Latin name: Mangifera indica
Uses: fruit, juice, spice (amchur) 

Mango is the official fruit of the Philippines, Pakistan, and India, and the official tree of Bangladesh. It’s no wonder: the trees have been cultivated in South and Southeast Asia for millennia and can continue to fruit for more than 300 years.

Why is mango healthy? 

Mangoes are packed with vitamins A and C, magnesium, soluble fiber, and polyphenols.  

What does mango taste like?

Mangoes have a distinct tropical, resinous-sweet flavor and aroma, with a noticeable piney undertone. In fact, five out of the six aromatic compounds found in pine needles are also found in mango fruits (which contain around thirty compounds of their own). The flesh is juicy and firm, with a slightly fibrous texture.

Where does mango grow?

Mangoes are native to the region where they’re still national symbols: Bangladesh, northeastern India, and Myanmar. There are two distinct varieties, the rounder, redder Indian mango and the flat, butterscotch-yellow Manila or Philippine mango. These two types comprise around a hundred different cultivars. India is still the largest producer of mangoes, but consumes 99% of its own crop during its summer season (March to May). Much of the world’s supply comes from Thailand, Indonesia, Mexico, Brazil, and Nigeria.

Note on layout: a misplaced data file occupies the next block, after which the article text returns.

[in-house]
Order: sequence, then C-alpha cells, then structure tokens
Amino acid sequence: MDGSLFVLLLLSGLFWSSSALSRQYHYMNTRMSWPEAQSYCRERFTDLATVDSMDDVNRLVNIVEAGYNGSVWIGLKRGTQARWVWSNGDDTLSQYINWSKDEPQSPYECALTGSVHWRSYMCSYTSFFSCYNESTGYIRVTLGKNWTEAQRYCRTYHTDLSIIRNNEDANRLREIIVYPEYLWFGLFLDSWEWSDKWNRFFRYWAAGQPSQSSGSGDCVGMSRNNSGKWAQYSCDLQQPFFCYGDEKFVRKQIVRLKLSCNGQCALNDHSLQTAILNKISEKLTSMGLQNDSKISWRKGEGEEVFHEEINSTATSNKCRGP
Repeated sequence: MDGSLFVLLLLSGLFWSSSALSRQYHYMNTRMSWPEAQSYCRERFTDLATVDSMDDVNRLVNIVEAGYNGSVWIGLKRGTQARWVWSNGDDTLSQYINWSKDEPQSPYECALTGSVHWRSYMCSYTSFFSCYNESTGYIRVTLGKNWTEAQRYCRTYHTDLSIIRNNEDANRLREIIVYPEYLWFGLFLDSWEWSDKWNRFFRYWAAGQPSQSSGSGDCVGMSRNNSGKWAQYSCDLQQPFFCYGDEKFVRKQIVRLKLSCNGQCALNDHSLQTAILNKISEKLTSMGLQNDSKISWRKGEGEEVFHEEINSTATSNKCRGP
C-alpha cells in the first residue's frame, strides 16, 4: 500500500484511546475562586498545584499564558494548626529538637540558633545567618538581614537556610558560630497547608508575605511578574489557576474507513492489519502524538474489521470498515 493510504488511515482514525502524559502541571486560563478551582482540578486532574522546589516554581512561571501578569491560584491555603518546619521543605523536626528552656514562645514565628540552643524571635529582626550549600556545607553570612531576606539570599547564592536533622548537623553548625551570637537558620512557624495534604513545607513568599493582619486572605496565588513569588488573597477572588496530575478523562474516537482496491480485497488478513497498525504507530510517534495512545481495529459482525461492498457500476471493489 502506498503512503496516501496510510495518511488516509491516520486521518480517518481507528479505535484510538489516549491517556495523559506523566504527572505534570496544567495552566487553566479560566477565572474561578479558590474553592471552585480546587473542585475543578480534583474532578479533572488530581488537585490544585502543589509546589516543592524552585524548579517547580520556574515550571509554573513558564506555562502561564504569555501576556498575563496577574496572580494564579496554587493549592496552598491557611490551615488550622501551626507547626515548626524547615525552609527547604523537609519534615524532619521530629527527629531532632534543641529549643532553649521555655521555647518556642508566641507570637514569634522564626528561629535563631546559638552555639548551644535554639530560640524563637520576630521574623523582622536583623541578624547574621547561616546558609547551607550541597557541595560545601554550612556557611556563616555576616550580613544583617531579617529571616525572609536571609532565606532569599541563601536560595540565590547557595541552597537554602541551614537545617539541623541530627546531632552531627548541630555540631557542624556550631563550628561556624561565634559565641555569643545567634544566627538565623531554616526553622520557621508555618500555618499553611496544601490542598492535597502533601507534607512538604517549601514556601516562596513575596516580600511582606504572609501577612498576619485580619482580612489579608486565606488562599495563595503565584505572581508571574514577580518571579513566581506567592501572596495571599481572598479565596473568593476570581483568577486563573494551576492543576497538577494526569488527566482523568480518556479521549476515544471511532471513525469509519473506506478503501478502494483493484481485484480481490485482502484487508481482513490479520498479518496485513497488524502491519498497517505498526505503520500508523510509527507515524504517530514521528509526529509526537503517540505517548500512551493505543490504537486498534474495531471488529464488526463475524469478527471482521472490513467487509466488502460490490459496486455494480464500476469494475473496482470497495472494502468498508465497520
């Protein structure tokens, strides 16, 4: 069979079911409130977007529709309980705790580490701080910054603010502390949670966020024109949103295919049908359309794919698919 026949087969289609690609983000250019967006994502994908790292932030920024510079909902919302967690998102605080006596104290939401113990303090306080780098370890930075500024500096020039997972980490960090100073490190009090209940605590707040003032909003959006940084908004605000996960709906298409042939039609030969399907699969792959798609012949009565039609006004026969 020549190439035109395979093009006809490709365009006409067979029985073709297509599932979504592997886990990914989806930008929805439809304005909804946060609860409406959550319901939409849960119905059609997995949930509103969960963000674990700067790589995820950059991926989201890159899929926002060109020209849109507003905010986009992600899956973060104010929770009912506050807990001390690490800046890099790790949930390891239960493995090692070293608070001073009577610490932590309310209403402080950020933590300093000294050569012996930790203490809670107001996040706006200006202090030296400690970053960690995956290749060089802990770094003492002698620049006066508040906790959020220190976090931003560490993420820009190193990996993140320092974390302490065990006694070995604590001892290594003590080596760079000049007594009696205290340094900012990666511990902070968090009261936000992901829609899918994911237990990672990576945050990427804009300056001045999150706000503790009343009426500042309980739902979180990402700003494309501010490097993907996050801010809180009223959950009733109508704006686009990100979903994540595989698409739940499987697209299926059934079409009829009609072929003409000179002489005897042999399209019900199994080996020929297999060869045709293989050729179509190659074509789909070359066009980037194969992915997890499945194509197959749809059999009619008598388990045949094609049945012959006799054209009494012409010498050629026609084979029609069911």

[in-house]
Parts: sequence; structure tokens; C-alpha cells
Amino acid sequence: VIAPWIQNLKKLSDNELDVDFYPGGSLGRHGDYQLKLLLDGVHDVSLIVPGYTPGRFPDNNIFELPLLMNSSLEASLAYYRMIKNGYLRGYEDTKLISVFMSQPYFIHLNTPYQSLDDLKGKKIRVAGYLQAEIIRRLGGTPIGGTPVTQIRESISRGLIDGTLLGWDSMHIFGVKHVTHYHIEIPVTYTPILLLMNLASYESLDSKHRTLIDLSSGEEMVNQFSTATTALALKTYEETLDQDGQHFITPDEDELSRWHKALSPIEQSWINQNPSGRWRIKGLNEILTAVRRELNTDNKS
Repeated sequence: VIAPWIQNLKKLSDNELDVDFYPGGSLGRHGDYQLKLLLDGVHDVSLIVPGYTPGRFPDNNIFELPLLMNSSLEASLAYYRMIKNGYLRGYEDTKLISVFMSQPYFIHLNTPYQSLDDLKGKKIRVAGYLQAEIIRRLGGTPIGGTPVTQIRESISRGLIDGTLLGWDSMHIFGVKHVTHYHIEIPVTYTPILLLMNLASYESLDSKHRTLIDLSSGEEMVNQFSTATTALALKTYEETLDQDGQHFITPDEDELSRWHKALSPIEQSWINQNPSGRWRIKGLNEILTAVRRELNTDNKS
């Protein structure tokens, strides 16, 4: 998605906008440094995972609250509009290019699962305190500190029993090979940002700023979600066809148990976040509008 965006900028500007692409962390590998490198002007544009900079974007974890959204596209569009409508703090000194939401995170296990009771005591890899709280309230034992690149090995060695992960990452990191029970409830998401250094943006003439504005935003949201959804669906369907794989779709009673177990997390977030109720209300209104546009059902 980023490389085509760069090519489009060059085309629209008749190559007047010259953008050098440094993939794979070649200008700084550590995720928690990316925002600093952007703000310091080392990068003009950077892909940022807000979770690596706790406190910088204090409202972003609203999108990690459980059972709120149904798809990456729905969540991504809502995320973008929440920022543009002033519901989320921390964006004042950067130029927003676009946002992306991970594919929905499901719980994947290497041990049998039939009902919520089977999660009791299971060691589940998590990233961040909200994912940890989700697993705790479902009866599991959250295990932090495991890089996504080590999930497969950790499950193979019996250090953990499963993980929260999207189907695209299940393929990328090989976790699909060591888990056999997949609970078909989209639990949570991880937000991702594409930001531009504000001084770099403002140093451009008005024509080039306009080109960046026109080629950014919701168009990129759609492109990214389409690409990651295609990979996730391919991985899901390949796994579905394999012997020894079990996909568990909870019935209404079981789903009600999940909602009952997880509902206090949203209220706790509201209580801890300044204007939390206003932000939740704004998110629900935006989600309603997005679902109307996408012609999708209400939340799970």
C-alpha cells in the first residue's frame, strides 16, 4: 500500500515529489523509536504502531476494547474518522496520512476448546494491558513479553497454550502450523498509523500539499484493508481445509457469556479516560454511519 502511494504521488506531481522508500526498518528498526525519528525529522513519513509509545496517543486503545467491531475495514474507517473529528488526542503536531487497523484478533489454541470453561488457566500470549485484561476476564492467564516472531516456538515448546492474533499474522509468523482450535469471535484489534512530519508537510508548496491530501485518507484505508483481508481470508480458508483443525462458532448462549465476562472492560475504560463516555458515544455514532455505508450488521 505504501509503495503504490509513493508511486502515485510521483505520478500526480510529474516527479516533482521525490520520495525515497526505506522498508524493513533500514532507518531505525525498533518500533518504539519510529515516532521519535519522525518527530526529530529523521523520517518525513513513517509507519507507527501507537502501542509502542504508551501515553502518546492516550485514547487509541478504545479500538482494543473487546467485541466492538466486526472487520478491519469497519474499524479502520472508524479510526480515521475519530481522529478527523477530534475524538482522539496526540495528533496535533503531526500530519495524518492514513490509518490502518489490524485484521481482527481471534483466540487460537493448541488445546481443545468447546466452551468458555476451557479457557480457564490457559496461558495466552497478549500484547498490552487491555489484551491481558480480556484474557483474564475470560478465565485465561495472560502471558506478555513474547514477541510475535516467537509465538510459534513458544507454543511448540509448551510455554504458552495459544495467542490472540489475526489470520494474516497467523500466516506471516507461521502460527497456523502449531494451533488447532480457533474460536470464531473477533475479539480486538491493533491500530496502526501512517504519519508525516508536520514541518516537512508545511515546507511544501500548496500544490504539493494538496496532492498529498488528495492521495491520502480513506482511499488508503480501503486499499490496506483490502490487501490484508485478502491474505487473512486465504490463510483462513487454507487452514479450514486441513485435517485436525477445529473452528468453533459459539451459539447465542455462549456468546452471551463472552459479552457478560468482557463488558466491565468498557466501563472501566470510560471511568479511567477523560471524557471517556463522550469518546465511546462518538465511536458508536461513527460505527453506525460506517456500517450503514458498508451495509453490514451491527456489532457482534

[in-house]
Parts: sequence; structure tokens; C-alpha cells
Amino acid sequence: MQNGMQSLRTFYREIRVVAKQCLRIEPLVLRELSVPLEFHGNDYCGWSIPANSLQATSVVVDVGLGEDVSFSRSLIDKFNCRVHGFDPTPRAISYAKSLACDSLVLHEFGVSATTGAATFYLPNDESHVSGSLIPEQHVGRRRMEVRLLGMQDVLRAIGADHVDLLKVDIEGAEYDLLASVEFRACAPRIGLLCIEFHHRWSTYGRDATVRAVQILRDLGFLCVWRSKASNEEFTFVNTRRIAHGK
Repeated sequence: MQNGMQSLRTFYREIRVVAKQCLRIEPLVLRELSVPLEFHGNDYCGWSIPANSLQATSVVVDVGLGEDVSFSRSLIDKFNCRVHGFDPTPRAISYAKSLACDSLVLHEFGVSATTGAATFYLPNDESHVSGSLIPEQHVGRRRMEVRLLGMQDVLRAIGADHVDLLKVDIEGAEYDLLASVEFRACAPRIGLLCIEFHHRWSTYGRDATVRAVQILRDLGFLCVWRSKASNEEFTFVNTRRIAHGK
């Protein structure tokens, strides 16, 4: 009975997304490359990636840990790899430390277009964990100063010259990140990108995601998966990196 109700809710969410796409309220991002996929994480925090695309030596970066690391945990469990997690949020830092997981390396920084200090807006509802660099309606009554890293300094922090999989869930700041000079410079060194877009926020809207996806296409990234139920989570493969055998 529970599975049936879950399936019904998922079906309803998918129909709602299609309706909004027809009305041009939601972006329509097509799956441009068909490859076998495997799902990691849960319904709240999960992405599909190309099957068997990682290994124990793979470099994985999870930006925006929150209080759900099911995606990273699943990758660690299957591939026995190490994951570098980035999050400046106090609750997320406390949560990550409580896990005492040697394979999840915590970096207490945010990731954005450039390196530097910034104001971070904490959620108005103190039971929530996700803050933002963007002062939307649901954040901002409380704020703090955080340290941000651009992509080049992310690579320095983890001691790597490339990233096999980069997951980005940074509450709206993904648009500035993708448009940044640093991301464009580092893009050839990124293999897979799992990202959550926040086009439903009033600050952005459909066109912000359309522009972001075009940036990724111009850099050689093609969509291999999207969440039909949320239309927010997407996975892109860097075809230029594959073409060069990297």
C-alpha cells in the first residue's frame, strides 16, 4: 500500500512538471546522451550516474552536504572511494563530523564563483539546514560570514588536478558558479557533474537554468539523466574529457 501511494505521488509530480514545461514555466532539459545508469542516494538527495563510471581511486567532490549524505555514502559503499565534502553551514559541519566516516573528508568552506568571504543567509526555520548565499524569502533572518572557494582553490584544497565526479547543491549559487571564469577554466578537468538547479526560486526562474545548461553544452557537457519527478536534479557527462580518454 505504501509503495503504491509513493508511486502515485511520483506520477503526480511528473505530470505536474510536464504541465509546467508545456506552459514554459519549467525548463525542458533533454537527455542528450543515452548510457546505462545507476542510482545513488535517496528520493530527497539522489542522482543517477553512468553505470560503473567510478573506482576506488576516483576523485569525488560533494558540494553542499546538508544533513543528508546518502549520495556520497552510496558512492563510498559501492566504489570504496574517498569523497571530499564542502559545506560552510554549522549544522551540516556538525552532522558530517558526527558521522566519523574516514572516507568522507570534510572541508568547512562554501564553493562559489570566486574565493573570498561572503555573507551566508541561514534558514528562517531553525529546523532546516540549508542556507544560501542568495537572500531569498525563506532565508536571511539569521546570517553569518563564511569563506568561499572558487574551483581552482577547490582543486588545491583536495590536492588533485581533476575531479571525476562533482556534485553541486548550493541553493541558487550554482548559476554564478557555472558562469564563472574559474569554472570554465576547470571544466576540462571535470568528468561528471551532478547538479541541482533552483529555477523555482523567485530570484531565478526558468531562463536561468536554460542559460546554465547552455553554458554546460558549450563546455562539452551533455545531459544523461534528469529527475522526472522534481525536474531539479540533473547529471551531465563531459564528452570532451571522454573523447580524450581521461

How do I prepare mango and what do I pair it with?

Mangoes have a thick skin and a flat, hairy pit firmly embedded in the center. The easiest way to work around this is to slice the “cheeks” off each side of the pit, cut the cheeks in a crisscross without cutting through the skin, then flip the cheek inside out (this is called the “hedgehog cut”) and either eat the cubes straight from the skin or slice them off.

You can use mango for all sorts of things. Mix it with minced red chile or habanero, garlic, lime juice, and cilantro for a juicy salsa perfect to eat with tortilla chips, black beans and rice, or tacos. Layer mango slices onto sticky rice pudding as a dessert (or chia pudding for breakfast) and top with grated coconut, or use it on nigiri sushi or Vietnamese salad rolls.

India offers tons of inspired ways to use mango. Follow its lead and blend with yogurt to make mango lassi or with sweetened condensed milk for a frozen kulfi. Make a savory-tangy Sri Lankan mango curry (the skins are left on and cooked until tender) or a coconutty chutney for scooping with naan. Use sliced unripe mango with chiles and spices to make refreshingly sour pickles, or just sprinkle them with salt and chile powder and eat them straight. 

Surprising fact:

Mangoes are related to cashews, but also to poison ivy. Mango tree sap can sauce a rash, and you should never cook over mango wood.


Goan Mango Curry